We have added Amanda’s blog to our sidebar for those wishing to continue following her Peace Corps experience and her updates, and have also put her blog in our “Editor’s Pick” category.

The Story Behind the Bicol Clinic Foundation Inc. in the Philippines

March 18, 2009

Philippines, originally uploaded by jakub wittchen.

When it comes to health care in the Philippines, the country’s system operates on a “cash first” basis, meaning there are few health care options for the poor, who make up a significant proportion of the population. Family members must buy their own medical supplies and the death rate, especially from curable diseases, is alarmingly high.

Recognizing the need to cater to a struggling part of Filipino society, an American physician trained in the Philippines started a free clinic in the Bicol area devoted to caring for the region’s sick and dying.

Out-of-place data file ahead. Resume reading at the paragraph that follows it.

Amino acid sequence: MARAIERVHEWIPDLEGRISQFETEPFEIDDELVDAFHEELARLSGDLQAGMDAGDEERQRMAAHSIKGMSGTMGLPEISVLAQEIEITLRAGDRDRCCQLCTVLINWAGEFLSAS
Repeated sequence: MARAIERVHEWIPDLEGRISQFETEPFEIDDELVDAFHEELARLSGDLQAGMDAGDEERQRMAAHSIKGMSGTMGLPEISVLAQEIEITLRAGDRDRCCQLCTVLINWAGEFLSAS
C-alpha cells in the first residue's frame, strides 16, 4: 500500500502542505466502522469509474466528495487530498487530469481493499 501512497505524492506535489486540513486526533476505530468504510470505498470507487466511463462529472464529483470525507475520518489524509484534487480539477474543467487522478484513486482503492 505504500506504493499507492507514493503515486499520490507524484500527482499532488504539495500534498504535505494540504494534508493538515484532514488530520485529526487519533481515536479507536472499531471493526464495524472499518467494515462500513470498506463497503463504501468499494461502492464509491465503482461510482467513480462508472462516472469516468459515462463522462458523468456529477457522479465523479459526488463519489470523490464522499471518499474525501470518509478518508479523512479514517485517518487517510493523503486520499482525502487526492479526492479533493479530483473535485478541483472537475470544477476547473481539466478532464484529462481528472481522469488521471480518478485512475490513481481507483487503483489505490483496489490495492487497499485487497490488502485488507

His story can be found here.

How Tanzanian Midwives Pushed Their Government to Do More

March 16, 2009

I always find it inspiring to hear stories about how people in developing nations take the initiative to help themselves — and succeed.

Recently five Tanzanian midwives paired up with a doctor to make a short film highlighting “the dire conditions of maternal health care in the country,” inspiring the government to double the number of midwives throughout Tanzania.

The 10-minute film, made by midwives trained in participatory film-making, looks at “the appalling conditions in which women have to give birth” in Tanzania and incited government action on maternal health care after it was screened before the Minister of Health.

This is especially vital considering the country’s statistics in terms of pregnancy-related deaths and health problems:

In Tanzania, approximately 8,000 women die every year due to complications related to pregnancy and childbirth, and 57 percent of women give birth at home, estimates the United Nations Population Fund (UNFPA). “While the country had achieved a 30 percent reduction in child mortality and a 20 percent decrease in newborn deaths in the past five years, infant mortality remained high at nearly 10 deaths per 1,000 live births,” writes the humanitarian news agency IRIN. “Close to one-quarter of all births are unplanned and 40 percent of women remain in dire need of reproductive health services.”

Here is the video that instigated action: (more…)